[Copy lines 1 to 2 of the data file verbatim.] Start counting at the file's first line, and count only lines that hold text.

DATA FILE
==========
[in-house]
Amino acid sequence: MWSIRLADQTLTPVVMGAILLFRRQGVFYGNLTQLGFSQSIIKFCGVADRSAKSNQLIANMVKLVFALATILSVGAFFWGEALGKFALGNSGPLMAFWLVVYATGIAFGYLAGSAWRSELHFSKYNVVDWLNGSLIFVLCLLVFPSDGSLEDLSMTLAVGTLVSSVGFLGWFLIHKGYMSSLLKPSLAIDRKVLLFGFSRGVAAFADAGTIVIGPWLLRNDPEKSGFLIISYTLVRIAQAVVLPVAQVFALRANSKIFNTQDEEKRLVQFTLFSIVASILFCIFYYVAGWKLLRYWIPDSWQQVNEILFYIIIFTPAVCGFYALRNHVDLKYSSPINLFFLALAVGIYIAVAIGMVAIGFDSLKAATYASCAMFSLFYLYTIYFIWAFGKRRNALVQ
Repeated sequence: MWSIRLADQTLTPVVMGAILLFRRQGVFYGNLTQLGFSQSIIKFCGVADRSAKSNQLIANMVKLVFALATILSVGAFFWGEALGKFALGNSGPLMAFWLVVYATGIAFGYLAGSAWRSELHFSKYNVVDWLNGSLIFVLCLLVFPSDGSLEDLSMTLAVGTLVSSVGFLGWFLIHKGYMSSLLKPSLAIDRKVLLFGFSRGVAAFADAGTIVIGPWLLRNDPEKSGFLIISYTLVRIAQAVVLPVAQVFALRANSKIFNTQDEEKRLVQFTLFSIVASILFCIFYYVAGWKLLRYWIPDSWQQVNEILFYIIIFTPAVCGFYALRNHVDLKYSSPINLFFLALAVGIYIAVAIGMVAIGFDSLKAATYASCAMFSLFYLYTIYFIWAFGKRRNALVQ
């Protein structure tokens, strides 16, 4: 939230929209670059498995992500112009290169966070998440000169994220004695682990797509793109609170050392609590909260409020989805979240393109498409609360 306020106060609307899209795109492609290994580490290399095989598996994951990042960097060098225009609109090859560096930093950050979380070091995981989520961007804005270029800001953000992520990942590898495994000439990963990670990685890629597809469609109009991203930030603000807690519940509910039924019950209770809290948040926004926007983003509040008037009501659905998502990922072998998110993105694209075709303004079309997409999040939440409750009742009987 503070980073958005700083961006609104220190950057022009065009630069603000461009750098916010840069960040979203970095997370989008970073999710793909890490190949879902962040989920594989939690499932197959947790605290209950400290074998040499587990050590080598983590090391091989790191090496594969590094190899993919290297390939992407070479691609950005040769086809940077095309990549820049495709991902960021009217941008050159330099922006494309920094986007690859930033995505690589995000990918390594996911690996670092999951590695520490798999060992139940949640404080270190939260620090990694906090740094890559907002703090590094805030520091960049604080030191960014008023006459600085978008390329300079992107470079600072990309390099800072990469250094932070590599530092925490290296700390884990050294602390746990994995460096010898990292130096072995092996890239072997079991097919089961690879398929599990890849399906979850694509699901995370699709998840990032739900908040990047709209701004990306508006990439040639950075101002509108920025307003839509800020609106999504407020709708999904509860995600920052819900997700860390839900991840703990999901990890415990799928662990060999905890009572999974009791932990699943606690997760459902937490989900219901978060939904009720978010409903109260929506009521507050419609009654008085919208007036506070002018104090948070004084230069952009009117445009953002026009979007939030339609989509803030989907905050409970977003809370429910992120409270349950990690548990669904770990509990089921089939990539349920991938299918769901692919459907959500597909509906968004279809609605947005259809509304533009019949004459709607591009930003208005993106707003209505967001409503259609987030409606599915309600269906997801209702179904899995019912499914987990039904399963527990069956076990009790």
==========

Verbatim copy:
[in-house]
Amino acid sequence: MWSIRLADQTLTPVVMGAILLFRRQGVFYGNLTQLGFSQSIIKFCGVADRSAKSNQLIANMVKLVFALATILSVGAFFWGEALGKFALGNSGPLMAFWLVVYATGIAFGYLAGSAWRSELHFSKYNVVDWLNGSLIFVLCLLVFPSDGSLEDLSMTLAVGTLVSSVGFLGWFLIHKGYMSSLLKPSLAIDRKVLLFGFSRGVAAFADAGTIVIGPWLLRNDPEKSGFLIISYTLVRIAQAVVLPVAQVFALRANSKIFNTQDEEKRLVQFTLFSIVASILFCIFYYVAGWKLLRYWIPDSWQQVNEILFYIIIFTPAVCGFYALRNHVDLKYSSPINLFFLALAVGIYIAVAIGMVAIGFDSLKAATYASCAMFSLFYLYTIYFIWAFGKRRNALVQ